I was studying and I found this phrase.

You may have had a person ask you, "Don't you agree?" before.

So I got thinking about these things.

  1. I would like to know why we don't use the 3rd person conjugation for the verb to ask (asks) in this phrase. I suppose this is a case of the subjunctive mood. in that case, could you explain to me the trigger? or it's just the set phrase that active the subjunctive mood but not anything else.
  2. I understand the structure "may/might have+ participle" used to express past probability. But I don't understand the structure "you have a person+ verb" can you please explain it to me?
  • There's no subjunctive clause in your example. "Have had a person" is present perfect tense, where "had" means, roughly, 'received' or 'encountered'. Note that Present-day English does not have a subjunctive mood.
    – BillJ
    Jun 14, 2022 at 6:46

1 Answer 1


This is not a subjunctive, it is a bare infinitive of the form

have him do something

This construction is a causative verbal form, the verb "have" has its object "him" (which also functions to imply the subject of the following infinitive) and then a complement in the form of a bare infinitive.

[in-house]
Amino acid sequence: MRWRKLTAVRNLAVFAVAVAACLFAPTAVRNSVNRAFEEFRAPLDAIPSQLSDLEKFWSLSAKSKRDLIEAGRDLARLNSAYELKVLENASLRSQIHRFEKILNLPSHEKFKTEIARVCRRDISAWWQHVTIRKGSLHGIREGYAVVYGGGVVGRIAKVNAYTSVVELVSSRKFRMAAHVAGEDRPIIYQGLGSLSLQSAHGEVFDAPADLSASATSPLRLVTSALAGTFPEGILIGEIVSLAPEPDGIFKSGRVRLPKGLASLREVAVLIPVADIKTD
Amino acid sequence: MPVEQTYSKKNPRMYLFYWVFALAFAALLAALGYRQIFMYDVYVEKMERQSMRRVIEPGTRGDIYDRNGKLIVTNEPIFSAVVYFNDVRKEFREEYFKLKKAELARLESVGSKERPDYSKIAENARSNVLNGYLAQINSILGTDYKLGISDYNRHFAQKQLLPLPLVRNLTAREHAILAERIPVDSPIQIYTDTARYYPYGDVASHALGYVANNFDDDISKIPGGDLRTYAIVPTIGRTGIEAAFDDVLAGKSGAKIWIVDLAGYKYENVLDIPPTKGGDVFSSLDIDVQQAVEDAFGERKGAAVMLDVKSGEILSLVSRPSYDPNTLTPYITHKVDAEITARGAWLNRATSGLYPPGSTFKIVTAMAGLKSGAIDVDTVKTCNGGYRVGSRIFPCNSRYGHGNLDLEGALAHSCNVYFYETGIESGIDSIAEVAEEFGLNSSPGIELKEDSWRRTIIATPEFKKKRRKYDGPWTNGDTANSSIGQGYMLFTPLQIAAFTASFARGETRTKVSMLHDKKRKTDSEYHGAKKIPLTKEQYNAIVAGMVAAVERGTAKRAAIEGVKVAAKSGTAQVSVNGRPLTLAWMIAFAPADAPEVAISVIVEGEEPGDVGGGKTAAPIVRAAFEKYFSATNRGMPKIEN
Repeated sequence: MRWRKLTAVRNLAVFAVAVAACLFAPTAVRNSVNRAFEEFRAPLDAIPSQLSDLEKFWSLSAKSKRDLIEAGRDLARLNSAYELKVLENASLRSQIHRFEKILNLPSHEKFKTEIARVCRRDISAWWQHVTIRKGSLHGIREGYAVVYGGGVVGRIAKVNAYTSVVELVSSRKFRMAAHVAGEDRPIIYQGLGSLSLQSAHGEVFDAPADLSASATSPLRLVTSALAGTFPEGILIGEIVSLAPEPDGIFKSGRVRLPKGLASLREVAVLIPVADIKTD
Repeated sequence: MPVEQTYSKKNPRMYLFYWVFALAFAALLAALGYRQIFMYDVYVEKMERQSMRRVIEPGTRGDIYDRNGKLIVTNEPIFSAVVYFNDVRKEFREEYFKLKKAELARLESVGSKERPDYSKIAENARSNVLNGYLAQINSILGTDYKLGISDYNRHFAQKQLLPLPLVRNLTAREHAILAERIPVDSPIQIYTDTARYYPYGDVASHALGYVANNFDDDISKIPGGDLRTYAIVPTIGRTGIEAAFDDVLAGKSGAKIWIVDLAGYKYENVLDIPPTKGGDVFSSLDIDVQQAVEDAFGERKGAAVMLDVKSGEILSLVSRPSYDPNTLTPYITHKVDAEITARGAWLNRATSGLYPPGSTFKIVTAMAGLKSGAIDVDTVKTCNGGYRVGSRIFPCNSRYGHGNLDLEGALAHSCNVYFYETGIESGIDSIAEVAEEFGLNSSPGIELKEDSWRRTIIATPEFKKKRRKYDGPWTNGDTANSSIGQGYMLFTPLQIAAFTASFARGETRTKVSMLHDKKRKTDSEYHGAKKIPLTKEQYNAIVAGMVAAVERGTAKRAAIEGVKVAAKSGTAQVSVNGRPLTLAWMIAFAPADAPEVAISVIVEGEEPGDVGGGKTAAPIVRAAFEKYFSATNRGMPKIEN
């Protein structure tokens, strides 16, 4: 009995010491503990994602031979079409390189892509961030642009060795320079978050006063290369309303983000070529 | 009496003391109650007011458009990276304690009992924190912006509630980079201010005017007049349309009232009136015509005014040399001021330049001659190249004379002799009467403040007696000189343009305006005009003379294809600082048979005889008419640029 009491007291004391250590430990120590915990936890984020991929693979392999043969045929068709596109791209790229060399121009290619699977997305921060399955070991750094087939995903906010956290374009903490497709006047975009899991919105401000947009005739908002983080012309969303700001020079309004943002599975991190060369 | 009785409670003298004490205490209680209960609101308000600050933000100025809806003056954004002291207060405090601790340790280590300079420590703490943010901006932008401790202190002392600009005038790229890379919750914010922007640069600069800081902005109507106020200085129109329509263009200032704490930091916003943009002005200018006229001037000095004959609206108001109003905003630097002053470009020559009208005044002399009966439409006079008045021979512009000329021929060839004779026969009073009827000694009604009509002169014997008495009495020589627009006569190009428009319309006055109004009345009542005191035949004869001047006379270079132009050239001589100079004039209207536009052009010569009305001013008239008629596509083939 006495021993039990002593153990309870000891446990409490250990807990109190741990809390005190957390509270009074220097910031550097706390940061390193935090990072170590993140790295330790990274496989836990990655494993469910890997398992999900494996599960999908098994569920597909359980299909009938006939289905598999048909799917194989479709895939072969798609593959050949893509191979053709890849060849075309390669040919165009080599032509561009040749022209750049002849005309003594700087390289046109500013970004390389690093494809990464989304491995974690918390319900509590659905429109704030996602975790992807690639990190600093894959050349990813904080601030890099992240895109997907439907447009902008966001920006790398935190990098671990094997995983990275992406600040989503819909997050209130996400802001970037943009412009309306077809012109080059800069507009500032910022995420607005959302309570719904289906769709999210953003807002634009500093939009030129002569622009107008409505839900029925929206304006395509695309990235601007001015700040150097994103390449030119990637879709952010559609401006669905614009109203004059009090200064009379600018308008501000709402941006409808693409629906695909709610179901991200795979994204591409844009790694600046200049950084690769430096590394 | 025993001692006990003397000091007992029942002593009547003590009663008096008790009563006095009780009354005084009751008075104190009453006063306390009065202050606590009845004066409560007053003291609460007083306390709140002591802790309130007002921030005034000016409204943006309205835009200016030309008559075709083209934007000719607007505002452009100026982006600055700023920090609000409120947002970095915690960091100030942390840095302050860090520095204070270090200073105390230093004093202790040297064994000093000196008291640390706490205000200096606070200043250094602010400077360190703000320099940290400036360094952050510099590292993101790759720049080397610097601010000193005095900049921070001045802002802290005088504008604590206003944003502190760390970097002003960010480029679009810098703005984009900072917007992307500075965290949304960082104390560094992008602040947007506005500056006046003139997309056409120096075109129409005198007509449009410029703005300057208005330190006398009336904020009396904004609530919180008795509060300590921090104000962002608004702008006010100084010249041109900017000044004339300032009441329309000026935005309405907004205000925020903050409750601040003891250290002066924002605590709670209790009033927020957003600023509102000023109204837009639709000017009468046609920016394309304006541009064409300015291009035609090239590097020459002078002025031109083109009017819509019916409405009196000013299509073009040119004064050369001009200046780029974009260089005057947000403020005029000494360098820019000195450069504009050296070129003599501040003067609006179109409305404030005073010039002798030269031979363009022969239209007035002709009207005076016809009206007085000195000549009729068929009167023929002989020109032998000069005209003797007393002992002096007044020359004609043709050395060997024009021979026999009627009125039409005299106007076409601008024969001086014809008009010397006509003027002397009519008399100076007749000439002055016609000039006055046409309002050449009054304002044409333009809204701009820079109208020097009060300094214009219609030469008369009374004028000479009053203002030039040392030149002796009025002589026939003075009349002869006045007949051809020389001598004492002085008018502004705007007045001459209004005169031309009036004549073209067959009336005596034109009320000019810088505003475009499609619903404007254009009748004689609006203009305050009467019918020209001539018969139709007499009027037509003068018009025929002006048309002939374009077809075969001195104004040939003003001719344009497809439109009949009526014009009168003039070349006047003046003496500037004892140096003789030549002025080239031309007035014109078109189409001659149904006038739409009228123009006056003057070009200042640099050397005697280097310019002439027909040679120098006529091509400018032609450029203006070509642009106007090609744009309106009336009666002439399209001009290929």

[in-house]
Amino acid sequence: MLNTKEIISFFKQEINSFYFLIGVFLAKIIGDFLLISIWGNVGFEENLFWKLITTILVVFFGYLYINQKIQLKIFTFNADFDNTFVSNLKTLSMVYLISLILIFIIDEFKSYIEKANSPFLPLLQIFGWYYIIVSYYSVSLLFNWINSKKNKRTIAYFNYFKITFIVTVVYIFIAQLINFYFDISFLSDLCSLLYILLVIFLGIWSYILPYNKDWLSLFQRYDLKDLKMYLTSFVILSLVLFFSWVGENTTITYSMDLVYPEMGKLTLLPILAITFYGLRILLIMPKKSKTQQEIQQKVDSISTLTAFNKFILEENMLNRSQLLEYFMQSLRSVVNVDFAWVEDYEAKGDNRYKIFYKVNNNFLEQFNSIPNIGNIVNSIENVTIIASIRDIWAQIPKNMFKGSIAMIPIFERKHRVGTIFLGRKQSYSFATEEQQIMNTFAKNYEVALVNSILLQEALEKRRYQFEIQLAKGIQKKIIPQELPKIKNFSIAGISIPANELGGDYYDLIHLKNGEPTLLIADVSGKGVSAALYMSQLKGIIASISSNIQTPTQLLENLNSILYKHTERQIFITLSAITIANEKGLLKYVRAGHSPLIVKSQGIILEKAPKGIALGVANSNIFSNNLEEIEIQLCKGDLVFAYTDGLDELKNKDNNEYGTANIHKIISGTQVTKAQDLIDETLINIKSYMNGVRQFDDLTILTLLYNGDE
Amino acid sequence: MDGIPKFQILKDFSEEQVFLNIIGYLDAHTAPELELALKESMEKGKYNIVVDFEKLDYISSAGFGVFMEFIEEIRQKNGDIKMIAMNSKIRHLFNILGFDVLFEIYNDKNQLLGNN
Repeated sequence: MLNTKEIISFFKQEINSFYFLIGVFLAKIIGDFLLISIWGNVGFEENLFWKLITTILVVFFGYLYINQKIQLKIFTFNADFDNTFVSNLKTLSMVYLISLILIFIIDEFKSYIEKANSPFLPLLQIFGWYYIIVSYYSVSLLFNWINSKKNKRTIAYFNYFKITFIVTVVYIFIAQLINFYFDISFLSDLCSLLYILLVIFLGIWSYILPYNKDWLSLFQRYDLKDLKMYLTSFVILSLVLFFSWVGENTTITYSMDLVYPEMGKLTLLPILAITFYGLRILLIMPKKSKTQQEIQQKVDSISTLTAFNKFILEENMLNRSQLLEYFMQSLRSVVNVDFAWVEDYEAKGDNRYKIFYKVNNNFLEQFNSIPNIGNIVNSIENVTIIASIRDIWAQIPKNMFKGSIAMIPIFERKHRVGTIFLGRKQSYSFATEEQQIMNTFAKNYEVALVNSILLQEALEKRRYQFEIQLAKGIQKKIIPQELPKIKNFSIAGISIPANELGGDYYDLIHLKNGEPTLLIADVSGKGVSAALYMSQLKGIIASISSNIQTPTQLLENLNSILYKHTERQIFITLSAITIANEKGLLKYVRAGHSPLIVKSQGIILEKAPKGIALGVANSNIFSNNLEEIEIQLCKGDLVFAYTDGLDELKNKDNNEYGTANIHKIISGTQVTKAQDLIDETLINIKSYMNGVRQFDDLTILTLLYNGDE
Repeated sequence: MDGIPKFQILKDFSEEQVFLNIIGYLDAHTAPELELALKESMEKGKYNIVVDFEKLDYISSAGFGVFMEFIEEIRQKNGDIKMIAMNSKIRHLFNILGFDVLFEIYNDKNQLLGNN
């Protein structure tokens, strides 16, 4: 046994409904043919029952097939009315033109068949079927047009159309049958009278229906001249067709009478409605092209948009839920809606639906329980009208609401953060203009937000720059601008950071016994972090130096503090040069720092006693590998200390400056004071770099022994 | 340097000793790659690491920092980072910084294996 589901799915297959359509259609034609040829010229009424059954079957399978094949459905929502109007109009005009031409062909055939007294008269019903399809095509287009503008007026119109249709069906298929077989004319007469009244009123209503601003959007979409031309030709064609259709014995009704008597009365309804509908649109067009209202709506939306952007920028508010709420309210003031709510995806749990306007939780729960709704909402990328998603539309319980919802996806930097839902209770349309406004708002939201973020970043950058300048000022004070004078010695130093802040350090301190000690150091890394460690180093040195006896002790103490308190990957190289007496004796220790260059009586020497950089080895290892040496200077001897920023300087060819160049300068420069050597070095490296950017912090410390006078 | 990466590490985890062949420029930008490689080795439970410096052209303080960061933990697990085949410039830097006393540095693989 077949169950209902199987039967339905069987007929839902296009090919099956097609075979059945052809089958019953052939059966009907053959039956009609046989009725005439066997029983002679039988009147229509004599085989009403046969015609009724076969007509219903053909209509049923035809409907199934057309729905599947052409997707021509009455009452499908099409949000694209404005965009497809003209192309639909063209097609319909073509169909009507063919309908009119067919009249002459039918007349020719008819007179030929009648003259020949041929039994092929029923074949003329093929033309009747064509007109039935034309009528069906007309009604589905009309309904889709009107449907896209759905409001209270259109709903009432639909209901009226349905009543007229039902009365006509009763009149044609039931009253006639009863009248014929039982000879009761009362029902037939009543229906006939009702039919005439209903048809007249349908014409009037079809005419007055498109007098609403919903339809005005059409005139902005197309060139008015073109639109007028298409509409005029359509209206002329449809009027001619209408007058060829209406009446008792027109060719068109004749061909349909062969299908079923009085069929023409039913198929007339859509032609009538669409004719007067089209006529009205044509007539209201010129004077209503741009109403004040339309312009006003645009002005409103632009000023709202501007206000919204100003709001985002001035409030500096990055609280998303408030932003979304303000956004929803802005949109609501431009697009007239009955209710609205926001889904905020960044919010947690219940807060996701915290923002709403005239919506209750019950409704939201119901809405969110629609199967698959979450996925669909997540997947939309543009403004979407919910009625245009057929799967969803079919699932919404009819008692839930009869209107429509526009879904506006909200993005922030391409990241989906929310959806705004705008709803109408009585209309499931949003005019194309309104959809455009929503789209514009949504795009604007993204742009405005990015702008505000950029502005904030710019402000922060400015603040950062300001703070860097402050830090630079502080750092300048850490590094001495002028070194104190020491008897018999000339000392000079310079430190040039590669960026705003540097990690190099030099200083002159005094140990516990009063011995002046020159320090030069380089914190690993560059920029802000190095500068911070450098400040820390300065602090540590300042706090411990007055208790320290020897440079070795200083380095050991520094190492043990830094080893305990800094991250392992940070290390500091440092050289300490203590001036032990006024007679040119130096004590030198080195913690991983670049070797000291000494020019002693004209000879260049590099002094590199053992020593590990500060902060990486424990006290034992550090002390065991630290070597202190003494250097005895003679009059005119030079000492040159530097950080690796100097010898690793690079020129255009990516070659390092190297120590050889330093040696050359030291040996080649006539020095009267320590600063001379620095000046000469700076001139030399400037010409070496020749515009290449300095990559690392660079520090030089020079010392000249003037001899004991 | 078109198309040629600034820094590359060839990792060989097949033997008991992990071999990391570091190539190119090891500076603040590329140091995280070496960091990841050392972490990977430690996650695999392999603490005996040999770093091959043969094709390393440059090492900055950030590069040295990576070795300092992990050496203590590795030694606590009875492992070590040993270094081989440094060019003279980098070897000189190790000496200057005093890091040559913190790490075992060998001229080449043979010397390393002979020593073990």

The meaning is "cause a person to ask you", but in this sense the cause is probably just "been in a situation in which a person asked you" and the sentence could have been rephrased as "You may have been asked" with little change in meaning.

We can tell that it's not a subjunctive, since a subjunctive verb would require an explicit subject, and no explicit subject is present. Note that "him" is in the object form.

You must log in to answer this question.

Not the answer you're looking for? Browse other questions tagged .